By Lisa Marinelli Smith
The iconic commercial of cracked eggs in a frying pan with the powerful message, “This is your brain on drugs,” tuned a generation of teens and their parents into the destructive nature of drug abuse.
With the damage illegal drugs, misused prescription drugs and alcohol can cause, the analogy still rings true today.
Drugs and alcohol are toxins that disrupt normal brain function and distort reality. They damage brain cells, neurons and receptors and interfere with how the brain sends messages throughout the body.
Because of the euphoric feelings drugs and alcohol cause, people get addicted, leading to more damage and long-term consequences.
According to the National Institute on Drug Abuse, addiction occurs when repeated drug use leads to changes in the function of multiple brain circuits that control:
Drug and alcohol abuse cause damage throughout the body and brain, including seizures, blackouts and strokes. A person’s loss of control and judgment also leads to other health risks, such as traumatic brain injuries from driving drunk or falling from heights.
When repeated abuse of drugs or alcohol damages the brain, it can take a long time to return to a more normal state, if at all. The lasting effects of brain damage depend on what substance was consumed, how much and over how long.
Drug abuse and the brain
Drugs affect the brain in different ways. Some drugs like marijuana and heroin attach to neurons and send abnormal messages through the brain’s neurological network.
Other drugs like amphetamine and cocaine cause neurons to release abnormally large amounts of neurotransmitters, also tampering with communication among neurons, according to the National Institute on Drug Abuse.
Brain areas affected by drug use are:
Prefrontal cortex – Enables our ability to think, plan, problem-solve, make decisions and control impulses. Drug abuse impairs these abilities.
How alcohol consumption affects the brain
Alcohol enters the bloodstream within seconds of the first sip as the stomach lining absorbs it. It reaches the brain as soon as five minutes, and people can notice changes in their behavior and thinking in 10 minutes, according to the National Institutes on Alcohol Abuse and Alcoholism (NIAAA).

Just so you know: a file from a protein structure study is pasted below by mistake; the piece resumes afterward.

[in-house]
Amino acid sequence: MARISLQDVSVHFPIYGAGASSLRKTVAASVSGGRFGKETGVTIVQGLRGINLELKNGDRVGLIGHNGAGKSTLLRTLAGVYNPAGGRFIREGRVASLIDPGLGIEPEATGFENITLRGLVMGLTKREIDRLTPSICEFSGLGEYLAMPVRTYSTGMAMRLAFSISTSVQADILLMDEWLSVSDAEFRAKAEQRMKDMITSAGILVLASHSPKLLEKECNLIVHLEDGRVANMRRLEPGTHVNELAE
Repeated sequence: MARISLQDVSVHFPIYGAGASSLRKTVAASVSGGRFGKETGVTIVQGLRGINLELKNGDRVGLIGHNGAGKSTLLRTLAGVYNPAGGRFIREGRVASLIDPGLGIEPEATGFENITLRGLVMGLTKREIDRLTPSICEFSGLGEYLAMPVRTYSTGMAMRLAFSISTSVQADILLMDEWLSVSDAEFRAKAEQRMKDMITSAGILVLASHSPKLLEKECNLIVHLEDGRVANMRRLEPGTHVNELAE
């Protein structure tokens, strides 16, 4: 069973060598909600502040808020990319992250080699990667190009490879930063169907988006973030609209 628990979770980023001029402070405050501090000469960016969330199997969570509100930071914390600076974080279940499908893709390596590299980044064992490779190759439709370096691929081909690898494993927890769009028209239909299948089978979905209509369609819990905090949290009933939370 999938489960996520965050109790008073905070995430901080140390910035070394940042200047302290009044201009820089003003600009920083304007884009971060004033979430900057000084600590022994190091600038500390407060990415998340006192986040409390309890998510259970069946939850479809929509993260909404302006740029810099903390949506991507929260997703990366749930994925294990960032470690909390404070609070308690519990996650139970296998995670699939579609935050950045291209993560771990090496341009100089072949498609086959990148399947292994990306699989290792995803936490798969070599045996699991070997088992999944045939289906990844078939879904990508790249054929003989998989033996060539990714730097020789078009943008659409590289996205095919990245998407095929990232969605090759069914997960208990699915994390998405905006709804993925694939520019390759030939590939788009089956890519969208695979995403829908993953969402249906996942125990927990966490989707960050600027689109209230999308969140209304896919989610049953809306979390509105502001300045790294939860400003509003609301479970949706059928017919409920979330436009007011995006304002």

As you drink, you increase your blood alcohol concentration (BAC), which is the amount of alcohol in your bloodstream. The higher the level, the more impaired you become.
Several factors affect the extent that alcohol will affect the brain, according to the NIAAA:
Heavy alcohol consumption over the years puts people at risk for memory loss and decreased attention span. It also can lead to a deficiency in thiamine, also known as B1. This deficiency can cause Wernicke-Korsakoff syndrome, a neurological disorder that produces severe confusion, visual disturbances and combative, violent behavior.
EEGs and alcohol, drug use
Several imaging devices can give experts a glimpse into how drugs and alcohol impact the brain, including MRIs and PET scans.
Electroencephalography (EEG) is another noninvasive tool doctors and counselors can use to evaluate how alcohol and drug abuse affects the brain. That’s because EEGs give us a real-time snapshot of how the brain communicates by measuring its electrical activity, providing us with information about the brain’s overall health.
Chronic traumatic encephalopathy, or CTE, was previously known as dementia pugilistica or “punch-drunk syndrome” for its association with former boxers demonstrating declining ability, memory loss, and lack of coordination. The hallmark risk factor that separates the syndrome from other tauopathies and dementias is repeated trauma to the head, otherwise known as traumatic brain injuries, or TBIs. It’s this repeated trauma where things become an issue for contact sports.